24 May 2015

Thomas Hardy at Max Gate, Dorchester, Dorset

Thomas Hardy designed Max Gate on the outskirts of Dorchester, and lived there with Emma his first wife and later Florence his second wife from 1885 until 1928, the year of his death. During this period he wrote The Mayor of Casterbridge (1886), Tess of the d'Urbervilles (1892), and his last novel, the highly controversial Jude the Obscure (1895), after which Hardy restricted himself to just writing poetry.

Hardy had a great interest in sundials.

The dining room, which contains some of the original furniture. Two of Hardy's guests were W. B. Yeats and T. E. Lawrence.

The drawing room opposite.

On the first floor, the flushing toilet.

Emma occupied two attic rooms following extensive alterations in 1894.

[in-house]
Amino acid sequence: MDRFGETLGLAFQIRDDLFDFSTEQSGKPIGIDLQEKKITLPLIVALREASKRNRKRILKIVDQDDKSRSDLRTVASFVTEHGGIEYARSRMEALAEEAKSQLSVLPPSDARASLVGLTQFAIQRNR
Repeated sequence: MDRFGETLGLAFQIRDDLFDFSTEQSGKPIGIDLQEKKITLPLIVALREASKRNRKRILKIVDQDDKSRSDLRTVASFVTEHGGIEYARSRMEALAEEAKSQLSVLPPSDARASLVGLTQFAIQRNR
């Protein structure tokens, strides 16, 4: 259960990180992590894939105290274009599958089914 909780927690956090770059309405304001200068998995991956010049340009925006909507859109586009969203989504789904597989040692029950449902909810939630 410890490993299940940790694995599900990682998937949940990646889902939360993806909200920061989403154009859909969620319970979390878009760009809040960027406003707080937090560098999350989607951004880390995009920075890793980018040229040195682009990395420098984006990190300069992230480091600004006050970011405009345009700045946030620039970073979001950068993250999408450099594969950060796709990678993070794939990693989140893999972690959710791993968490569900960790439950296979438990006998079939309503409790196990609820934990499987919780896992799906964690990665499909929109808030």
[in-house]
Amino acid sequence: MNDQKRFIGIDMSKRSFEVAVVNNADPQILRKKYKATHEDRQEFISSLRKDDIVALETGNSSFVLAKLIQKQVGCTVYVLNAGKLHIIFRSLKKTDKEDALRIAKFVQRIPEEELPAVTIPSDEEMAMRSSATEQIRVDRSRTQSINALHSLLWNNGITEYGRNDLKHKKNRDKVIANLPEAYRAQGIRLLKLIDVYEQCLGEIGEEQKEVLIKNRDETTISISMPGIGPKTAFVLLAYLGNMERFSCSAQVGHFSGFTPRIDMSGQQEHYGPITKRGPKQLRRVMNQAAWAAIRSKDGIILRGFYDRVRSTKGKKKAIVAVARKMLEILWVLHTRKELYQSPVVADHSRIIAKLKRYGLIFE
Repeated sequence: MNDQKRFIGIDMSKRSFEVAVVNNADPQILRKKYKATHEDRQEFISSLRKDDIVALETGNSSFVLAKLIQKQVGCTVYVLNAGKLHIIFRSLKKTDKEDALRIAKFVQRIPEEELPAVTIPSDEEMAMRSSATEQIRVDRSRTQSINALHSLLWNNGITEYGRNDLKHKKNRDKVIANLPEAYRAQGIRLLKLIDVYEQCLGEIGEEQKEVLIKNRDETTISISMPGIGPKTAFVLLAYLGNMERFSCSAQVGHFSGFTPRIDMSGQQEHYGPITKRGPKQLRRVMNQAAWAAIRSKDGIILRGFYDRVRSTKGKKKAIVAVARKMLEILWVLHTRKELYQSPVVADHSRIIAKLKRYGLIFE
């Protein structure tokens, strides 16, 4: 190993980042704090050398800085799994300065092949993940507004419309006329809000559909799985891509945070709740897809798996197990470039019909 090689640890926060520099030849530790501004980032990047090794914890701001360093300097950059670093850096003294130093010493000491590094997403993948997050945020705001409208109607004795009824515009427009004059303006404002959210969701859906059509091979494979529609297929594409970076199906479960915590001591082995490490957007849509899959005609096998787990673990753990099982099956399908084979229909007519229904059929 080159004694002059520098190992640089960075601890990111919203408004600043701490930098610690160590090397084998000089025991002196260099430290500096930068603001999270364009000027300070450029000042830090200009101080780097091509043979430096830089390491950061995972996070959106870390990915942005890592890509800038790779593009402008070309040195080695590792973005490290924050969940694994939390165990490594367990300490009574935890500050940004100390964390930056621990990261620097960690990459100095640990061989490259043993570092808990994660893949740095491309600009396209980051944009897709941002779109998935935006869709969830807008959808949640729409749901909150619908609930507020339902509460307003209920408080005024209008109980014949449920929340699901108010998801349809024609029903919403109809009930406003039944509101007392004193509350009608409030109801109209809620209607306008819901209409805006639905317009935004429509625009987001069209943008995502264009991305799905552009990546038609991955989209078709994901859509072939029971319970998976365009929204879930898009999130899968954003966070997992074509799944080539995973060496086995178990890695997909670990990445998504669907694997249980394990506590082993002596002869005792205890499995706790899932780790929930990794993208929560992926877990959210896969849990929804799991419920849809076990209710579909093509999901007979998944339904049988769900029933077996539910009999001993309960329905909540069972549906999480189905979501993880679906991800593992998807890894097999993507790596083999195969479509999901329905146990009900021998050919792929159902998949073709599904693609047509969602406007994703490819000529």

The master bedroom, first used by Hardy and Emma and later by Florence.

Hardy first used this room as a study. Here he wrote The Woodlanders and corrected proofs of The Mayor of Casterbridge. Towards the end of his life he used this room as a bedroom, and this is the room in which he died.

The bathroom.
A bust of T. E. Lawrence lurks in the drawing room on the ground floor.

Outside, the Druid Stone which was found three feet below ground.

Hardy was a huge lover of animals, and this pet cemetery reminds me of Edith Wharton's in Lenox, Massachusetts.
The shepherd's hut in the grounds.
At the top of High Street in Dorchester is a statue of Thomas Hardy sculpted by Eric Henri Kennington (1888– 1960), the same man who sculpted T. E. Lawrence's bust.

My other Thomas Hardy posts:

Thomas Hardy in Stinsford, Dorset
Thomas Hardy's birthplace, Higher Bockhampton, Dorset
Thomas Hardy in South Street, Dorchester, Dorset

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